Demographic history of Jerusalem

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Arab market, Old City of Jerusalem.
Children in Jerusalem.

Jerusalem's population size and composition has shifted many times over its 5,000 year history. Since medieval times, the Old City of Jerusalem has been divided into Jewish, Muslim, Christian, and Armenian quarters.

Most population data pre-1905 is based on estimates, often from foreign travellers or organisations, since previous census data usually covered wider areas such as the Jerusalem District.[1] These estimates suggest that since the end of the Crusades, Muslims formed the largest group in Jerusalem until the mid-19th century. Between 1838 and 1876, a number of estimates exist which conflict as to whether Jews or Muslims were the largest group during this period, and between 1882 and 1922 estimates conflict as to exactly when Jews became a majority of the population.

In 2003, the total population of Jerusalem was 693,217, including 464,527 Jews and 228,690 "Arabs and others" (Choshen 1), that same year the population of the Old City was 3,965 Jews and 31,405 "Arabs and others" (Choshen 12).


Jerusalemites are of varied national, ethnic and religious denominations and include European, Middle Eastern and African Jews, Georgians, Armenians, and Muslim, Protestant, Greeks, Greek Orthodox Arabs, Syrian Orthodox and Coptic Orthodox Arabs, among others.[2] Many of these groups were once immigrants or pilgrims that have over time become near-indigenous populations and claim the importance of Jerusalem to their faith as their reason for moving to and being in the city.[2]

Jerusalem's long history of conquests by competing and different powers has resulted in different groups living in the city many of whom have never fully identified or assimilated with a particular power, despite the length of their rule. Though they may have been citizens of that particular kingdom and empire and involved with civic activities and duties, these groups often saw themselves as distinct national groups (see Armenians, for example).[2] The Ottoman millet system, whereby minorities in the Ottoman Empire were given the authority to govern themselves within the framework of the broader system, allowed these groups to retain autonomy and remain separate from other religious and national groups. Some Palestinian residents of the city prefer to use the term Maqdisi or Qudsi as a Palestinian demonym.[3]

Historical population by religion

The tables below provide data on demographic change over time in Jerusalem, with an emphasis on the Jewish population. Readers should be aware that the boundaries of Jerusalem have changed many times over the years and that Jerusalem may also refer to a district or even a subdistrict under Ottoman, British, or Israeli administration, see e.g. Jerusalem District. Thus, year-to-year comparisons may not be valid due to the varying geographic areas covered by the population censuses.

1st century Jerusalem

The population of Jerusalem in the time of Josephus has been estimated to be around 80,000.[4] The total population of Pharisees, the forerunners of modern Rabbinic Judaism, was around 6,000 ("exakischilioi"), according to Josephus.[5]

During the First Jewish–Roman War(66–73 CE), the population of Jerusalem was estimated at 600,000 persons by Roman historian Tacitus, while Josephus, estimated that there were as many as 1,100,000, who were killed in the war.[6] Josephus also wrote that 97,000 were sold as slaves. After the Roman victory over the Jews, as many as 115,880 dead bodies were carried out through one gate between the months of Nisan and Tammuz.[7]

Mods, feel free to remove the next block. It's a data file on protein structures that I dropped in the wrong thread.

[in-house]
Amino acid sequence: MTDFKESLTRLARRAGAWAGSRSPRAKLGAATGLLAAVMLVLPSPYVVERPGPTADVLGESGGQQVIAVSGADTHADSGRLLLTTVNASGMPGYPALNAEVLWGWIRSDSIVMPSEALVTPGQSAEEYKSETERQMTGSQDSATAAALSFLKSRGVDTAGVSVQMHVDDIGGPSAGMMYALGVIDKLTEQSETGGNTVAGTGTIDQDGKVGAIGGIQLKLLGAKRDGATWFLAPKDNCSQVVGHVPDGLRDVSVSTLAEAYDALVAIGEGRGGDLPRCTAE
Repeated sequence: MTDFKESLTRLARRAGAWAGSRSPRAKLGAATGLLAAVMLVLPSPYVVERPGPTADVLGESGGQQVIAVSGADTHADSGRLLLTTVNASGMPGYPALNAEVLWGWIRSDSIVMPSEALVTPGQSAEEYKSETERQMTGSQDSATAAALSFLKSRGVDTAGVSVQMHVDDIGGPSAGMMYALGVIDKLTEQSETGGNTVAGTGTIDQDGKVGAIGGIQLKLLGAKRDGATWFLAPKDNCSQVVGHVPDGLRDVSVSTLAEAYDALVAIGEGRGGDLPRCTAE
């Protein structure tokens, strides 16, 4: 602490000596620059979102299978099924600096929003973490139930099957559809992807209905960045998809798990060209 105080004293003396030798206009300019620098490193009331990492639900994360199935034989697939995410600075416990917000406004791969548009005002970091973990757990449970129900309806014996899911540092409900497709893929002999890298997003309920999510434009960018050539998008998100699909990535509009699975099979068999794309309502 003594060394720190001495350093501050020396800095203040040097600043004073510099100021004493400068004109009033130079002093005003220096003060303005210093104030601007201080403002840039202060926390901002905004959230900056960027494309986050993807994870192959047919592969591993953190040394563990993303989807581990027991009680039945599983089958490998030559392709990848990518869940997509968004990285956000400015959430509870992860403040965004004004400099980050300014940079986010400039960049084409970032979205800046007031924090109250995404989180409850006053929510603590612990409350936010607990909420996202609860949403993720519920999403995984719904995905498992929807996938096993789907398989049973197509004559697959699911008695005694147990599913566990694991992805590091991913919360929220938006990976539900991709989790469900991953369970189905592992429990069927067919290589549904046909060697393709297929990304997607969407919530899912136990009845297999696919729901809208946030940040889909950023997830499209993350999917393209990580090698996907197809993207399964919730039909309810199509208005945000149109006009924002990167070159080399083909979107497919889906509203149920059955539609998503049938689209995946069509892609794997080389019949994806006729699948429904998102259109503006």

Arguing that the numbers given in historical sources were usually grossly exaggerated, Hillel Geva estimated from the archaeological evidence that the actual population of Jerusalem before its 70 CE destruction was at most 20,000.[8]

Middle Ages

Year Jews Muslims Christians Total Original Source As quoted in
c. 1130 0 0 30,000 30,000  ? Runciman
1267 2*  ?  ?  ? Nahmanides, Jewish Scholar
1471 250*  ?  ?  ?  ? Baron
1488 76*  ?  ?  ?  ? Baron
1489 200*  ?  ?  ?  ? Yaari, 1943[9]

* Indicates families.

Ottoman era

Year Jews Muslims Christians Total Original Source As quoted in
1525–6 1,194 3,704 714 5,612 Ottoman taxation registers* Cohen and Lewis[10]
1538–9 1,363 7,287 884 9,534 Ottoman taxation registers* Cohen and Lewis[10]
1553–4 1,958 12,154 1,956 16,068 Ottoman taxation registers* Cohen and Lewis[10]
1596–77  ? 8,740 252  ? Ottoman taxation registers* Cohen and Lewis[10]
1723 2,000  ?  ?  ? Van Egmont & Heyman, Christian travellers [11]

Modern era

Muslim "relative majority"

Arab boys at Jerusalem YMCA, 1938.
Year Jews Muslims Christians Total Original Source As quoted in
1806 2,000 4,000 2,774 8,774 Ulrich Jasper Seetzen, Frisian explorer[12] Sharkansky, 1996[13][14]
1815 4,000-5,000  ?  ? 26,000 William Turner[15] Kark and Oren-Nordheim, 2001[14]
1824 6,000 10,000 4,000 20,000 Fisk and King, Writers [16]
1832 4,000 13,000 3,560 20,560 Ferdinand de Géramb, French monk Kark and Oren-Nordheim, 2001[14]

Muslim or Jewish "relative majority"

Kindergarten in Rishon Lezion, c.1898.

Between 1838 and 1876, conflicting estimates exist regarding whether Muslims or Jews constituted a "relative majority" (or plurality) in the city.

Writing in 1841, the biblical scholar Edward Robinson noted the conflicting demographic estimates regarding Jerusalem during the period, stating in reference to an 1839 estimate by Moses Montefiore: "As to the Jews, the enumeration in question was made out by themselves, in the expectation of receiving a certain amount of alms for every name returned. It is therefore obvious that they here had as strong a motive to exaggerate their number, as they often have in other circumstances to underrate it."[17] In 1843, Reverend F.C. Ewald, a Christian traveler visiting Jerusalem, reported an influx of 150 Jews from Algiers. He wrote that there were now a large number of Jews from the coast of Africa who were forming a separate congregation.[18]

Between 1856 and 1880, Jewish immigration to Palestine more than doubled, with the majority settling in Jerusalem.[19] The majority of these immigrants were Ashkenazi Jews from Eastern Europe, who subsisted on Halukka.[19]